Rosa is a worried mother – her son James, who topped his class last year and was always well behaved, has of late been doing badly in his studies.  Repeated queries have only been answered with rather curt replies and to top it all, James has started to lose interest in baseball, a game he used to live for.  Over the last few months, James has been putting on weight and has overall started looking much older than his age.  Worried that James may be suffering from some ailment or God forbid, had gotten into drugs; Rosa finally decided to take him to the doctor.

The Ailment

Her family doctor has known James from his birth.  He was surprised at the change in the young man and equally concerned.  A few tests and a multitude of questions soon shed light on the problem afflicting James.  When her doctor explained the problem to Rosa, she was ridden with guilt.  As a reward for doing well in his previous exams, Rosa had gifted James with a smartphone; his first.  All too soon, a totally new world had opened up to James on his fingertips – social media, videos, offline and online games – all of which James found very exciting and enjoyable.  Since the day was spent at school, James started spending more time at night with his prized possession.  This is where the problem lay – James was substituting his sleeping hours with his new possession.  James himself did not realize the consequences of depriving his body of its much needed and required sleep.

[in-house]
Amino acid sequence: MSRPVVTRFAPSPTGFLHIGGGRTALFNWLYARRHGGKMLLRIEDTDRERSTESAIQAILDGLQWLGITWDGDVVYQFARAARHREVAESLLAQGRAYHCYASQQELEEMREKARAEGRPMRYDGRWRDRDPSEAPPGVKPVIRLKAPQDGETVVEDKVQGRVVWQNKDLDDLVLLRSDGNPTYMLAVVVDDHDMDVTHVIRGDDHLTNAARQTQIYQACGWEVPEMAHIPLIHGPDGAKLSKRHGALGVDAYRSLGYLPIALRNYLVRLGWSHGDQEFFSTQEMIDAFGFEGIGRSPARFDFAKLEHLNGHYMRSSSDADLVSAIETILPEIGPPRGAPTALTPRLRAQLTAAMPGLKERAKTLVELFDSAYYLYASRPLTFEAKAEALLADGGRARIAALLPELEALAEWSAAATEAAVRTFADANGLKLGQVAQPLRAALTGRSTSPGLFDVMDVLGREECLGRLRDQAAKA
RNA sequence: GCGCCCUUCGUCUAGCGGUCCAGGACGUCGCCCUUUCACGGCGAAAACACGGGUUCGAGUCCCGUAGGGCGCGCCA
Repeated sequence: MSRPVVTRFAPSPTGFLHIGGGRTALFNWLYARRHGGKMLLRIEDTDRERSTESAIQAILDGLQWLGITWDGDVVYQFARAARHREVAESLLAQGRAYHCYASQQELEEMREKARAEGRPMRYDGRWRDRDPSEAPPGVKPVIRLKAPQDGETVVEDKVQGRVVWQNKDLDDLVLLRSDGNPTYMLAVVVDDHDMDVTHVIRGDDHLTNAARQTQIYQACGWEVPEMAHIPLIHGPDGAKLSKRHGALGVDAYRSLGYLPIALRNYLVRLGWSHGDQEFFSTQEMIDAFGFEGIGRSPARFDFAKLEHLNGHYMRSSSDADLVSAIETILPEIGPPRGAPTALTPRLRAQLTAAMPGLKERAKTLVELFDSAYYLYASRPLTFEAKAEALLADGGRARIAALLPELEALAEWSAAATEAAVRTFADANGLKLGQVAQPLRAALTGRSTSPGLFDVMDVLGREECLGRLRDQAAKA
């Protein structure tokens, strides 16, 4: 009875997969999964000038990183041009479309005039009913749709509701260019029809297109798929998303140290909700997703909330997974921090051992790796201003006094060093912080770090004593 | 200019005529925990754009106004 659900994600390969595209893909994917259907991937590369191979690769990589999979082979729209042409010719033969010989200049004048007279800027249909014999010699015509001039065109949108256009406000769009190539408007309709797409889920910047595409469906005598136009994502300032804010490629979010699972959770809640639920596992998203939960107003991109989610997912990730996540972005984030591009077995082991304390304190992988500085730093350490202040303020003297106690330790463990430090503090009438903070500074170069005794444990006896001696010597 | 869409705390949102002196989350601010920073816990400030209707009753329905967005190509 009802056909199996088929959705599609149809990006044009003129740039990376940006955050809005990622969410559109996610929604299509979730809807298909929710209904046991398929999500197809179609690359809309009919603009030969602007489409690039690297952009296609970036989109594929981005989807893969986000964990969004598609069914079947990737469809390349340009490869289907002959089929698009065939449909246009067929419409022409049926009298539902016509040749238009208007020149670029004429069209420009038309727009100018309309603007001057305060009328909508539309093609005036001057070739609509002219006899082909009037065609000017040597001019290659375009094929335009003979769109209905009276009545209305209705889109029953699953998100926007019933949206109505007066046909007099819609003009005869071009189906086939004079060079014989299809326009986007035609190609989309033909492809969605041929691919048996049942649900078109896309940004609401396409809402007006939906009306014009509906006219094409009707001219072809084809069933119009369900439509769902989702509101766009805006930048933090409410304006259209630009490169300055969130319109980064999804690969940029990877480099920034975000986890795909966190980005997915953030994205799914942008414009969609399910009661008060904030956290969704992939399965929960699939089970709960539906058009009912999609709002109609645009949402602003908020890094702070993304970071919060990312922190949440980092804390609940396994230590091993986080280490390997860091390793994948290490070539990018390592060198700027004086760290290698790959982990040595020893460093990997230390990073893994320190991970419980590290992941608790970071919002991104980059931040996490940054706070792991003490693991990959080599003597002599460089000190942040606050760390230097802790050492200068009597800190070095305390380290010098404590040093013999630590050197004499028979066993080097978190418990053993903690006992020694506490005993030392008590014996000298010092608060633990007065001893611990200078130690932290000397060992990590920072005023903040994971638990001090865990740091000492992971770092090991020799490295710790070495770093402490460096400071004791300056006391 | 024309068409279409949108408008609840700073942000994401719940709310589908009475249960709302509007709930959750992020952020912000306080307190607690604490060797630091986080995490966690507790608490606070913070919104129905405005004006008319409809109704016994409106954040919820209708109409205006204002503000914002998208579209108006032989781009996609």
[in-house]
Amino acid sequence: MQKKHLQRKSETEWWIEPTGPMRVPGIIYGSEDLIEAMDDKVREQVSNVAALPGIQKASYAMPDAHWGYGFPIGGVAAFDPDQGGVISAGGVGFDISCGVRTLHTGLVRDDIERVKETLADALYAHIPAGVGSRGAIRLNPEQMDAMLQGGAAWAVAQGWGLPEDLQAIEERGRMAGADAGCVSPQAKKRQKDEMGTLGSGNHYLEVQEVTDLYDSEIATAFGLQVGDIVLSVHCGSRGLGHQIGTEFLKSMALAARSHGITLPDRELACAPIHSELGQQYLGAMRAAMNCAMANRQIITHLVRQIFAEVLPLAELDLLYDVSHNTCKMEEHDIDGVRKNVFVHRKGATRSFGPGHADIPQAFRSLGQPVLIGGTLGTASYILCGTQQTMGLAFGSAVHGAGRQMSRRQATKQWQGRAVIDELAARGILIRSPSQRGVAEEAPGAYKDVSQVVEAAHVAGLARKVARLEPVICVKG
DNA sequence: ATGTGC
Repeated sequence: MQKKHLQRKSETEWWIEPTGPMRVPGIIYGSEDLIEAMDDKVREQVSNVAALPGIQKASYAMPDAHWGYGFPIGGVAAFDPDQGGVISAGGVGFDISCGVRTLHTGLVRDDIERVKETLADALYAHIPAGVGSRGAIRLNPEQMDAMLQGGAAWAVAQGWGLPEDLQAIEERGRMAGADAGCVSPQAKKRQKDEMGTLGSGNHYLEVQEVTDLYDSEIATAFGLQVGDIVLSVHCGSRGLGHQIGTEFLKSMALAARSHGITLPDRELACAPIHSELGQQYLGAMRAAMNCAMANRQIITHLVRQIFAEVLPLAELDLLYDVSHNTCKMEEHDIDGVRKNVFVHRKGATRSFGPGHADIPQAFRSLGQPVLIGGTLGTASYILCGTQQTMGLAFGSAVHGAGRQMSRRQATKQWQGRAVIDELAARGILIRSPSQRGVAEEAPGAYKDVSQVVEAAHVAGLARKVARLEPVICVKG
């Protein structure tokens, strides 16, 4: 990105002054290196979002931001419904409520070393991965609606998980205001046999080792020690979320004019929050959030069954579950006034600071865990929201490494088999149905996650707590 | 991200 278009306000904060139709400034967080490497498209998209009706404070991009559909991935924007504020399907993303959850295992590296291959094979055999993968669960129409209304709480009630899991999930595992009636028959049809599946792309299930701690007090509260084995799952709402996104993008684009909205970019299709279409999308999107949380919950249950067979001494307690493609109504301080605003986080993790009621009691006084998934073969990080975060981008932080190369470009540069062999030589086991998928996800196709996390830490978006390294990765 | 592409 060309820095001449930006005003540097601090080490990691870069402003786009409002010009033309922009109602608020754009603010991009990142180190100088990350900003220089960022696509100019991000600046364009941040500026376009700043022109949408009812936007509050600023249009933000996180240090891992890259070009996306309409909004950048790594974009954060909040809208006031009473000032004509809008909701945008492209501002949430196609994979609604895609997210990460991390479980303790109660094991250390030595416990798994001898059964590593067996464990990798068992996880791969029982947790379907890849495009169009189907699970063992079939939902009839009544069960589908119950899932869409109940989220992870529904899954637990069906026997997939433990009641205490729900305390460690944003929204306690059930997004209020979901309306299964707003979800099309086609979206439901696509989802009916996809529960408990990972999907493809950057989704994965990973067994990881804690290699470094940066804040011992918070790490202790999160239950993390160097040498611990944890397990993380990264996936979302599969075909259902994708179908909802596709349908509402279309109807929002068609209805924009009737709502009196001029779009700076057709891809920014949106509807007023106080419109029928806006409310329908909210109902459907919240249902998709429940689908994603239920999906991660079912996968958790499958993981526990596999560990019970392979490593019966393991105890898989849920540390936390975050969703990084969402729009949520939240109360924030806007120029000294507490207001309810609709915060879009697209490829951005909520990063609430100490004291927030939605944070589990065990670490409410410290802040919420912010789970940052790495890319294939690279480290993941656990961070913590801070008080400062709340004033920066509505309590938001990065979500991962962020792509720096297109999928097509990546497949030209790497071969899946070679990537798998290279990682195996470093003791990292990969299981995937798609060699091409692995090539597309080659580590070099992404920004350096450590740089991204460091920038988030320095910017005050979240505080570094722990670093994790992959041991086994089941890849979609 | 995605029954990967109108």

How much Sleep do you Need?

According to the American Academy of Sleep Medicine and the Sleep Research Society, for an adult to stay healthy, they need a minimum of seven hours of sleep daily.  For a teenager like James, the optimum sleep requirement is between 9-10 hours daily.  James was getting roughly six hours of sleep since the last few months.

Roughly 30 percent of adults are sleeping less than six hours per night, a problem so pervasive today that the Centers for Disease Control and Prevention (CDC) now consider sleep deprivation as a public health epidemic.